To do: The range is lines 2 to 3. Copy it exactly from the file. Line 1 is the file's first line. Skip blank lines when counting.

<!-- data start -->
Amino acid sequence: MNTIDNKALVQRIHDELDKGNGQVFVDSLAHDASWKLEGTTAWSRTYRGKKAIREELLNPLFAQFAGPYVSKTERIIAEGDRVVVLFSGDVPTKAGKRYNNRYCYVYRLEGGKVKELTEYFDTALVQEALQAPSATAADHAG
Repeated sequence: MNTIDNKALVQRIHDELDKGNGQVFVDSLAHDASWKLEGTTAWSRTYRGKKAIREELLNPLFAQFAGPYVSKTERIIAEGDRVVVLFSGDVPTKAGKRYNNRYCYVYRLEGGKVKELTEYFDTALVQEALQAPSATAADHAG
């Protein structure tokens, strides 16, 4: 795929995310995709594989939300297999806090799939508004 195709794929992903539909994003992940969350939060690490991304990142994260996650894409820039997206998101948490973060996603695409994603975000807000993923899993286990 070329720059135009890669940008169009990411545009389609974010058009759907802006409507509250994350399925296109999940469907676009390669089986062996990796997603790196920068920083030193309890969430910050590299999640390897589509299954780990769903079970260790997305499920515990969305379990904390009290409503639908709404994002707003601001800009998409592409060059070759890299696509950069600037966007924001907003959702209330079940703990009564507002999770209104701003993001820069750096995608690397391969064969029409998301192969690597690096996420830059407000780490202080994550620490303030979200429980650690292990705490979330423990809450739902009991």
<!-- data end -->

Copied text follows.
Repeated sequence: MNTIDNKALVQRIHDELDKGNGQVFVDSLAHDASWKLEGTTAWSRTYRGKKAIREELLNPLFAQFAGPYVSKTERIIAEGDRVVVLFSGDVPTKAGKRYNNRYCYVYRLEGGKVKELTEYFDTALVQEALQAPSATAADHAG
């Protein structure tokens, strides 16, 4: 795929995310995709594989939300297999806090799939508004 195709794929992903539909994003992940969350939060690490991304990142994260996650894409820039997206998101948490973060996603695409994603975000807000993923899993286990 070329720059135009890669940008169009990411545009389609974010058009759907802006409507509250994350399925296109999940469907676009390669089986062996990796997603790196920068920083030193309890969430910050590299999640390897589509299954780990769903079970260790997305499920515990969305379990904390009290409503639908709404994002707003601001800009998409592409060059070759890299696509950069600037966007924001907003959702209330079940703990009564507002999770209104701003993001820069750096995608690397391969064969029409998301192969690597690096996420830059407000780490202080994550620490303030979200429980650690292990705490979330423990809450739902009991």